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Advances in Materials Science and Engineering
Volume 2015, Article ID 684836, 8 pages
Research Article

Assessing the Hardness of Quenched Medium Steel Using an Ultrasonic Nondestructive Method

1Department of Mechanical & Automation Engineering, Kao Yuan University, Kaohsiung 821, Taiwan
2Department of Applied Geoinformatics, Chia Nan University of Pharmacy & Science, Tainan 717, Taiwan

Received 23 September 2014; Accepted 24 November 2014

Academic Editor: Fernando Lusquiños

Copyright © 2015 Shao-Yi Hsia and Yu-Tuan Chou. This is an open access article distributed under the Creative Commons Attribution License, which permits unrestricted use, distribution, and reproduction in any medium, provided the original work is properly cited.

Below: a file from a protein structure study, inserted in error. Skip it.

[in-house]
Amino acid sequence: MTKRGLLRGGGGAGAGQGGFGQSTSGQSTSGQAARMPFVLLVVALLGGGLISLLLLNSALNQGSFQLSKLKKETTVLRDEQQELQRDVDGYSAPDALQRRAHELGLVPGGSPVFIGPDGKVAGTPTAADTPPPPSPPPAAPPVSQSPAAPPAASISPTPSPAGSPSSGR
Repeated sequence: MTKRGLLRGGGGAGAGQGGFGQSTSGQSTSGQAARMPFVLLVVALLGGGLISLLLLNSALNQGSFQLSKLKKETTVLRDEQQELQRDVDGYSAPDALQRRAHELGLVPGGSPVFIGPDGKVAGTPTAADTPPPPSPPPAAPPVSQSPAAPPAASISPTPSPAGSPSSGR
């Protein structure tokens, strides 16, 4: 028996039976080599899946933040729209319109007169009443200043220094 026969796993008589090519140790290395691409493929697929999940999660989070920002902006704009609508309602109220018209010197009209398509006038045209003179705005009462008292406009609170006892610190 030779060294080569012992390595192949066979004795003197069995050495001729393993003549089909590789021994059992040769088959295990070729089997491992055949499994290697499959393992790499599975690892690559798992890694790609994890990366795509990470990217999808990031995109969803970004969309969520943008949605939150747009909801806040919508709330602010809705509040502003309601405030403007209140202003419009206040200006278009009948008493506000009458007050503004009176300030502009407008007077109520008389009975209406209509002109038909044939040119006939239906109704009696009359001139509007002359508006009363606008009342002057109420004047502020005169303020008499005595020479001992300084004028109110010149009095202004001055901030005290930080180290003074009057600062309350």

Developing new materials or improving their heat treatment techniques is key to industrial upgrades for increasing fastener product quality. Nowadays, high tensile strength bolts are heat-treated to achieve desired mechanical properties such as hardness, strength, toughness, and resistance to fatigue and wear. Ultrasound detection is one widely used nondestructive inspection technique. Based on the characteristics of wave transmission, the refraction, diffraction, and scattering of ultrasound wave velocity and attenuation in a material are governed by its grain boundary characteristics. In this study, C1045 middle carbon steel was heat-treated at various temperatures and then water-quenched, and the relationships among grain size, ultrasonic velocity, attenuation, and material hardness were then determined using two ultrasound sources. Our experimental results show that a smaller average grain size as well as higher hardness can be obtained from higher quenching temperatures. Faster acoustic velocities and slower attenuation coefficients are caused by higher material hardness. A scattering effect is more obvious for higher transducer frequencies. Our results demonstrate another nondestructive test that can assess the quenching process in the fastener industry.